As I read it, there can be no distribution until accumulated losses have been made good. This is an accepted procedure so far as all the accounting bodies are concerned. I understand that they have given a welcome to that aspect of the Bill on the grounds that it should lead to an improved situation.

[1398] There is one point in regard to that section that I should like to bring to the Minister's attention. If a director makes an unlawful distribution of profits, there is no stated liability that would attach to him. There seems to be no penalty outlined either in section 45 or in the section dealing with penalties to deal with such a situation. It is in such circumstances that the word “availability” would seem to be somewhat ambiguous. However, if I am reading the section incorrectly in that regard, I should be grateful for clarification from the Minister.

Part V of the Bill deals with the matter of companies changing from limited to unlimited status. This becomes necessary because many companies will be changing their status either way. The 1963 Act allows an unlimited company to re-register as a limited company but there was no regulation to deal with the opposite situation. This was one of the failures of the Principal Act. Section 52 of this Bill sets out to remedy that situation by reason of the requirement of the assent of all members of a company in the event of a change from limited to unlimited status. This is important because the limited liability status means that the members are responsible for the debts of the company to the full extent of their personal assets. This would enhance the position of creditors and employees but I am sure the Minister would agree that not many companies are likely to change from limited to unlimited status. This is a new procedure in Irish law and it is to be welcomed. The danger is, though, when an unlimited company re-register as a limited company and then go into liquidation to the detriment of the creditors and employees. It is in that area of activity that I am asking the Minister to move as quickly as possible in dealing with the new domestic measures he has in mind, measures that must necessarily be backed up with the Fourth Directive. Failure to implement that directive would leave any domestic legislation without proper structuring internationally.

Part IV of the Bill deals with the provisions for penalties. The maximum penalty for an indictable offence is £500. That is the maximum monetary penalty that [1399] can be imposed by a court in a summary jurisdiction. This level of penalty would not seem to reflect in any way the importance that might be attached in present-day circumstances to offences in the area in question. I take it that these indictable offences can be tried summarily but I should like the Minister to clarify whether he is at liberty to increase the penalty maximum or whether he will be bound by the judicial system which debars him from doing so. A £500 maximum in this area would seem ludicrous. I understand that an amendment has been tabled in this matter. I would gladly support that.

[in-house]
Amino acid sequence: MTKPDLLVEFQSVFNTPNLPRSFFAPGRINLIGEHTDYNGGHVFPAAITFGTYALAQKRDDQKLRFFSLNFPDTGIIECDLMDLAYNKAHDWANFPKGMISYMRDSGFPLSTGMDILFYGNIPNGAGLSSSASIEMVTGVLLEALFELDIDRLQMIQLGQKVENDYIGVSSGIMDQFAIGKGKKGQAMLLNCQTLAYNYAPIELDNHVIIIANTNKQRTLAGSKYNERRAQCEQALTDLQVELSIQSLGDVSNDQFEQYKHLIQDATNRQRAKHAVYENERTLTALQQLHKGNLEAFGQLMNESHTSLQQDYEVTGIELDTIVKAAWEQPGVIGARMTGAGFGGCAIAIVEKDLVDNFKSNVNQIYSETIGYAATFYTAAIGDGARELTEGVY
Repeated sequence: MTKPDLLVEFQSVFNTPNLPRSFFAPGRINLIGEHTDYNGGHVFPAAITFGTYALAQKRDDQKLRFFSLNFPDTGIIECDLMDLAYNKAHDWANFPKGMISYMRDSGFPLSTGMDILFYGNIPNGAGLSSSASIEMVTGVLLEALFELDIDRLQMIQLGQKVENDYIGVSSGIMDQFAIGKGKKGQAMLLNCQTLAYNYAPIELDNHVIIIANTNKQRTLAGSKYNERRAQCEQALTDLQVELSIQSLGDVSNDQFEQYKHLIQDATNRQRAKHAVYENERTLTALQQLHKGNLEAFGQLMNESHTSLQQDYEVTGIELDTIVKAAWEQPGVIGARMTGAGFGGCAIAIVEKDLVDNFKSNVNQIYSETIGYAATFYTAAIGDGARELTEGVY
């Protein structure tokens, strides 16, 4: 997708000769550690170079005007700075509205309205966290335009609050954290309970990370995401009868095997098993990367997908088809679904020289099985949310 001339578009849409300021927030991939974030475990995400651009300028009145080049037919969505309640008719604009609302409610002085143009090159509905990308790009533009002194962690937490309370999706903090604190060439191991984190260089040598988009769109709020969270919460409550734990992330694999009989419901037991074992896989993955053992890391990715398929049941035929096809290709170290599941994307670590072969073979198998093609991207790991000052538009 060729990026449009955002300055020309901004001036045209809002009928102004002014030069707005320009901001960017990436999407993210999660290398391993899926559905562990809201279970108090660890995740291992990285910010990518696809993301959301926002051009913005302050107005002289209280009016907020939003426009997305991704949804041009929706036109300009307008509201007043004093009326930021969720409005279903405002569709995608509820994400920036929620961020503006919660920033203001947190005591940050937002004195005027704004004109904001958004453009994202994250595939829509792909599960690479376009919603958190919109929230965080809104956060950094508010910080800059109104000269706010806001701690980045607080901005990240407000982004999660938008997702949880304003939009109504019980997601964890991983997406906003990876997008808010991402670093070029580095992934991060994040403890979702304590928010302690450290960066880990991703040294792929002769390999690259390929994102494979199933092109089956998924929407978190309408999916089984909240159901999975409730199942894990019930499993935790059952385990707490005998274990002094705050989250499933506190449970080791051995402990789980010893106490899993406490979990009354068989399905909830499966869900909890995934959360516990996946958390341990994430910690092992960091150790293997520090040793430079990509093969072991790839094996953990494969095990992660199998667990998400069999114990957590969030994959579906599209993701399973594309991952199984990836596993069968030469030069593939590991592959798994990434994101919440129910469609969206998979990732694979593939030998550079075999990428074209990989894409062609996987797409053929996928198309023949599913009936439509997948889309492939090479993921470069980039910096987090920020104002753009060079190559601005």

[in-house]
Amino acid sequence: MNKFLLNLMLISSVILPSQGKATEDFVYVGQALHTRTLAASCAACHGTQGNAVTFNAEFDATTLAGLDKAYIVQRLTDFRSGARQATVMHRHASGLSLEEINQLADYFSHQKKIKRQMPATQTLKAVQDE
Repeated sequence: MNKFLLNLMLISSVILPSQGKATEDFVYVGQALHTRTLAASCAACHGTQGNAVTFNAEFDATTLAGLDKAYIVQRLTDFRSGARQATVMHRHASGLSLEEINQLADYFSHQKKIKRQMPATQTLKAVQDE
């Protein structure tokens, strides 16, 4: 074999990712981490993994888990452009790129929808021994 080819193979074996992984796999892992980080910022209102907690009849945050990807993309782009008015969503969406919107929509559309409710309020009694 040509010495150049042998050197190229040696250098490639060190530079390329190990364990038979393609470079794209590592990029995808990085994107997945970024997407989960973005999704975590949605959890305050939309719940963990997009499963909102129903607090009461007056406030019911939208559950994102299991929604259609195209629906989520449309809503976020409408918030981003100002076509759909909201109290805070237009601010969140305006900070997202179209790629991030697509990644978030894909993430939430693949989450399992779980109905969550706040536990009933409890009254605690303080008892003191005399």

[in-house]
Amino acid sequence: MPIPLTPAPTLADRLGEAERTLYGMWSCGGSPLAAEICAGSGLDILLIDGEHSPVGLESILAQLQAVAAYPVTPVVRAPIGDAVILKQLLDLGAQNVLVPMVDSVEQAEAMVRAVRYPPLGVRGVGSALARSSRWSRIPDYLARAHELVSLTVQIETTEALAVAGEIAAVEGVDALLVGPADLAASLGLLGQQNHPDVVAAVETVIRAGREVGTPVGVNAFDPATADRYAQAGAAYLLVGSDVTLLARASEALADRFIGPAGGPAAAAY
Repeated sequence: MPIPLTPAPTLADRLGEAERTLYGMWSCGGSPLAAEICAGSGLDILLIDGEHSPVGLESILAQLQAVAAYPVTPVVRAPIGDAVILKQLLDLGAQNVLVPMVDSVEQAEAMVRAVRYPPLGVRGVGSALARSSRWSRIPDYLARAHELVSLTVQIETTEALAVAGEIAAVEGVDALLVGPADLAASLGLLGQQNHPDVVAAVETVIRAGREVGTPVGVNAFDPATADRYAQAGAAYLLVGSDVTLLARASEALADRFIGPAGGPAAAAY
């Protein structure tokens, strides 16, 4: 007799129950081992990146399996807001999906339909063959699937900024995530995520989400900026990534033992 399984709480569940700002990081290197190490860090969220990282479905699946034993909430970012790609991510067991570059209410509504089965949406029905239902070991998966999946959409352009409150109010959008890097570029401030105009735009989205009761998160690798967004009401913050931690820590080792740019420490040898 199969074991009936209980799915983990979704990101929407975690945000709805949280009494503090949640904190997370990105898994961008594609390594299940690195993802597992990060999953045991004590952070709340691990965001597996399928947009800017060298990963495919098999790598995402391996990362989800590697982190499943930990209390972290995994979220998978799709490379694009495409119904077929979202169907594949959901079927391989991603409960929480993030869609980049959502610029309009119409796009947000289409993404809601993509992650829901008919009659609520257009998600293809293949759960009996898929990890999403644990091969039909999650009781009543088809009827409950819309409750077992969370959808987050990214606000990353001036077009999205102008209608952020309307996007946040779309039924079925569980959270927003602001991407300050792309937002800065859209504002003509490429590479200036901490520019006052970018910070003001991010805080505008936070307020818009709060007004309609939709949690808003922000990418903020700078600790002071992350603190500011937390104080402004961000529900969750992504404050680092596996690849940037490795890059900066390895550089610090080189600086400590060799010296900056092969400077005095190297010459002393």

I understand that the maximum penalty allowed is £500 and I am quite sure the Minister would wish this amount to be greater if it were possible. This is a matter for another Bill but it is a reform which is long overdue. The Minister should be enabled to increase the penalties substantially. If another Bill were to provide for increased penalties, would the Minister be able to increase this penalty by regulation or would it require amending legislation? I would hope that it would be possible to allow the Minister some flexibility.

Minister for Trade, Commerce and Tourism (Mr. Cluskey): Information on Frank Cluskey  Zoom on Frank Cluskey  In some cases the fine can also be accompanied by a jail sentence.

Mr. Flynn: Information on Pádraig Flynn  Zoom on Pádraig Flynn  The maximum is 12 months but such a sentence bears no relation to a fine of £500 in today's terms. There is an anomaly there. The Minister has no alternative but to implement the provisions here.

Mr. Cluskey: Information on Frank Cluskey  Zoom on Frank Cluskey  It can be both.

Mr. Flynn: Information on Pádraig Flynn  Zoom on Pádraig Flynn  The Minister will agree that the tendency in Irish judicial practice has always been to go for the monetary penalty as against the jail sentence. It would appear that even people who are trading fraudulently have no fear of monetary penalties. I would be much happier if the jail sentence were six months and the monetary penalty a minimum of £2,000. [1400] This would be more appropriate in today's terms.

There has been an amount of comment about certain malpractices in the operation of companies and matters concerned with tax evasion. Some commentaries have said that tighter penalties should be imposed as well as jail sentences in support of bringing about these improvements. If our laws were framed in such a way as to incorporate these new arrangements and the other directives, we would not have to rely on monetary penalties or jail sentences, although there will always be someone who will seek to carry on a fraudulent practice. It is our responsibility as legislators to tighten arrangements so that this is not possible.